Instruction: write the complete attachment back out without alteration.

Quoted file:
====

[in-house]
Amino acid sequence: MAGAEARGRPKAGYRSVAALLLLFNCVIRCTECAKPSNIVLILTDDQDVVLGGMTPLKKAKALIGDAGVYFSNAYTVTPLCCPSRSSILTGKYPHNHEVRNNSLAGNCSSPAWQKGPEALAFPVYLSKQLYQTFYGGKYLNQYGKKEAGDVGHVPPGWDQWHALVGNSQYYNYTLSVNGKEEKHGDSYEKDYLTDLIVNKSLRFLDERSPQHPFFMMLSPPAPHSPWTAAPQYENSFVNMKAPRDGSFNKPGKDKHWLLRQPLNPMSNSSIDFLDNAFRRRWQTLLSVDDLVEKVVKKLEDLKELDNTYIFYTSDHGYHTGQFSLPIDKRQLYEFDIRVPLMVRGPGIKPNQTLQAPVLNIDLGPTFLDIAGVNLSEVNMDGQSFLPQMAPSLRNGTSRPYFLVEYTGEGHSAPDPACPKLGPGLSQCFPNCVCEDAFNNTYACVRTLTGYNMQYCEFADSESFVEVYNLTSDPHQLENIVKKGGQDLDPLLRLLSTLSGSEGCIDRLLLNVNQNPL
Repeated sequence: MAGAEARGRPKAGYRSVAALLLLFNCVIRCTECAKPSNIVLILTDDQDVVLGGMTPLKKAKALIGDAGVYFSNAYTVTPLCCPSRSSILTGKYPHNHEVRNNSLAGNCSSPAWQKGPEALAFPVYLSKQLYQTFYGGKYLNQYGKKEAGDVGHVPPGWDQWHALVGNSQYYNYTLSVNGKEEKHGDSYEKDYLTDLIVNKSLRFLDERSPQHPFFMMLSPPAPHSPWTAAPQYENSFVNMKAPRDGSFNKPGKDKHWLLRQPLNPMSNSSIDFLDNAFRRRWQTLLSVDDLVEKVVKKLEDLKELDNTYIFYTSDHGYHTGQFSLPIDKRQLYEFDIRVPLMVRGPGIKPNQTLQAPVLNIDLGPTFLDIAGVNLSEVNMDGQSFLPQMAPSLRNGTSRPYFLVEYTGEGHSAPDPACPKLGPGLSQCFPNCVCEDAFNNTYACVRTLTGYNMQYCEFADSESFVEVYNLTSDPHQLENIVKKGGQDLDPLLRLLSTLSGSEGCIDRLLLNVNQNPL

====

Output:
[in-house]
Amino acid sequence: MAGAEARGRPKAGYRSVAALLLLFNCVIRCTECAKPSNIVLILTDDQDVVLGGMTPLKKAKALIGDAGVYFSNAYTVTPLCCPSRSSILTGKYPHNHEVRNNSLAGNCSSPAWQKGPEALAFPVYLSKQLYQTFYGGKYLNQYGKKEAGDVGHVPPGWDQWHALVGNSQYYNYTLSVNGKEEKHGDSYEKDYLTDLIVNKSLRFLDERSPQHPFFMMLSPPAPHSPWTAAPQYENSFVNMKAPRDGSFNKPGKDKHWLLRQPLNPMSNSSIDFLDNAFRRRWQTLLSVDDLVEKVVKKLEDLKELDNTYIFYTSDHGYHTGQFSLPIDKRQLYEFDIRVPLMVRGPGIKPNQTLQAPVLNIDLGPTFLDIAGVNLSEVNMDGQSFLPQMAPSLRNGTSRPYFLVEYTGEGHSAPDPACPKLGPGLSQCFPNCVCEDAFNNTYACVRTLTGYNMQYCEFADSESFVEVYNLTSDPHQLENIVKKGGQDLDPLLRLLSTLSGSEGCIDRLLLNVNQNPL
Repeated sequence: MAGAEARGRPKAGYRSVAALLLLFNCVIRCTECAKPSNIVLILTDDQDVVLGGMTPLKKAKALIGDAGVYFSNAYTVTPLCCPSRSSILTGKYPHNHEVRNNSLAGNCSSPAWQKGPEALAFPVYLSKQLYQTFYGGKYLNQYGKKEAGDVGHVPPGWDQWHALVGNSQYYNYTLSVNGKEEKHGDSYEKDYLTDLIVNKSLRFLDERSPQHPFFMMLSPPAPHSPWTAAPQYENSFVNMKAPRDGSFNKPGKDKHWLLRQPLNPMSNSSIDFLDNAFRRRWQTLLSVDDLVEKVVKKLEDLKELDNTYIFYTSDHGYHTGQFSLPIDKRQLYEFDIRVPLMVRGPGIKPNQTLQAPVLNIDLGPTFLDIAGVNLSEVNMDGQSFLPQMAPSLRNGTSRPYFLVEYTGEGHSAPDPACPKLGPGLSQCFPNCVCEDAFNNTYACVRTLTGYNMQYCEFADSESFVEVYNLTSDPHQLENIVKKGGQDLDPLLRLLSTLSGSEGCIDRLLLNVNQNPL